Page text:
On Dec. 26, 2004, I sent my first email to Architects Without Borders (AWB). The tsunami had just taken the lives of more than 225,000 people in 13 countries and left over four million displaced. The coastline of Sri Lanka, home to personal friends and former co-workers, was one of the areas hardest hit. This was a turning point, not just for me, but for an entire movement for socially conscious design. Like thousands of others around the world, I applied to assist in recovery efforts. Craig Williams, director of AWB North America, had a better idea.
AWB is a non-profit organization committed to providing architectural responses to humanitarian crises. After the tsunami, AWB received hundreds of emails from design students offering to volunteer. Unfortunately, almost all of them were turned away, due to lack of preparedness to work in complex situations.
Although experienced professionals are required immediately after a disaster, the years of reconstruction to follow can benefit from the combined efforts of all members of the design community – including students. Williams asked if I would share my skills as a design educator to establish the first youth-focused chapter of AWB in Canada, here in Winnipeg. We started with a meeting at the University of Manitoba to learn if we had the support of the local design community. Students and professionals in architecture, interior design, city planning and landscape design attended with great enthusiasm.
From this initial meeting, it was clear that the group wanted to develop a chapter that would focus on connecting communities to design by collaborating across culture, disciplines and social realities. Little did we know that two years later a small group of like-minded designers would grow to more than 80 members in Winnipeg, with emerging chapters in Vancouver, Calgary, Montreal and Toronto.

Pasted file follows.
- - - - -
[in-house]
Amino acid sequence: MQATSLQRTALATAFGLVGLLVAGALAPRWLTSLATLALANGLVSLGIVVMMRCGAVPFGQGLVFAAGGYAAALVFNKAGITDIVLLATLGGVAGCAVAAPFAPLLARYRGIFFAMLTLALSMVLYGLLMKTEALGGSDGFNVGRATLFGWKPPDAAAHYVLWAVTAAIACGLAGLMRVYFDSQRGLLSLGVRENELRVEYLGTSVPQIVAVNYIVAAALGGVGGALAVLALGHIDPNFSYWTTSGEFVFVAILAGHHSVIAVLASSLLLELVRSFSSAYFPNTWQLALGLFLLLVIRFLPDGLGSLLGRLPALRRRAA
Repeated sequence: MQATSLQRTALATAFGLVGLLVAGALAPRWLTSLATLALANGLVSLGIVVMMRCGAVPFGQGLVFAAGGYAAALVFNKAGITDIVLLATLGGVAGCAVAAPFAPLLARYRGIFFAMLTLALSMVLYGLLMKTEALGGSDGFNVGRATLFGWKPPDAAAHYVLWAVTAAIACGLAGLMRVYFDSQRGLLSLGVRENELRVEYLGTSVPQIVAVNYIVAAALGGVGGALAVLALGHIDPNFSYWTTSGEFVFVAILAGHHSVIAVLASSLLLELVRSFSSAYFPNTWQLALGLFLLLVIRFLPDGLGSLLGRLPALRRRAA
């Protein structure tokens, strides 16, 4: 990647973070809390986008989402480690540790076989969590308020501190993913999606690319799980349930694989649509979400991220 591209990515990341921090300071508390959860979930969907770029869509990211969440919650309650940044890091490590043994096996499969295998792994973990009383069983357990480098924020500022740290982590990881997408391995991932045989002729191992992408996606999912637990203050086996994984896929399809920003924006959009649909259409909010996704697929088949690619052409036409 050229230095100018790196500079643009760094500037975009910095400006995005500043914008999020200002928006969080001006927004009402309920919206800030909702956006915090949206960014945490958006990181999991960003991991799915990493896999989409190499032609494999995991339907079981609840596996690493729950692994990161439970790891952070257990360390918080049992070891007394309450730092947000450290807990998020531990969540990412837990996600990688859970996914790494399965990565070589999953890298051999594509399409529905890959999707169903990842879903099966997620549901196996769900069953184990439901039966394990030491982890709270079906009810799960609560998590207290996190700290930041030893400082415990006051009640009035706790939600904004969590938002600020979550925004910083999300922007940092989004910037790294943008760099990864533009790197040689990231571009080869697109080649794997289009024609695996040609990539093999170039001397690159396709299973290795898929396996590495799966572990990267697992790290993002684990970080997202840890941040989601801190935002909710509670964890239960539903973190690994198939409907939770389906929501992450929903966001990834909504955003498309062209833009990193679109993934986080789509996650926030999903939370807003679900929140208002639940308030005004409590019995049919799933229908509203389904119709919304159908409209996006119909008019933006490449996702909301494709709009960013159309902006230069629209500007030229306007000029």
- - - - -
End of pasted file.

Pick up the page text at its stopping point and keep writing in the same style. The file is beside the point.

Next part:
The Winnipeg AWB chapter is made up of a surprising demographic: 30 per cent of its members are students and 25 per cent work in interior design. Initially, those who wanted to offer their interior design expertise were unsure if their skills would be useful to the organization. Many were surprised to find how much their contributions were needed, with AWB’s heavy focus on healthcare and residential projects, which require a great deal of interior planning. While it’s not unusual to hear of architects doing this kind of volunteer work, it’s not so typical for interior designers. By encouraging a multi-disciplinary group as well as student membership, this won’t be the case for long.
The youth membership brings an energy that inspires our partners and professional members. With the mentorship of experienced architects, interior designers and planners, these younger members have had the opportunity to work on schools, clinics and orphanages around the world. Our local efforts include the design and construction of several houses for Habitat for Humanity and a design workshop for inner-city kids. Winnipeg’s interior design community has been instrumental in some of our larger projects, such as the Unite for Sight Eye Clinic in Chennai, India, and a community clinic in Katebo, Uganda.
When I think back to the initial email exchange with Williams, I remember feeling disappointed. Like most of the volunteers that day, I was hoping for an assignment that would immediately result in overseas travel. Instead I received a lesson on working with the next generation of designers, and in retrospect I can assure you that this is something worth staying home for.
Kelley Beaverford is a professor in the Faculty of Architecture at the University of Manitoba. Trained as an interior designer and architect, she has collaborated with non-profit organizations in Uganda, Sri Lanka, Indonesia, India, Turkey and Canada. A common thread in her practice is working collaboratively to connect lower-income communities to design.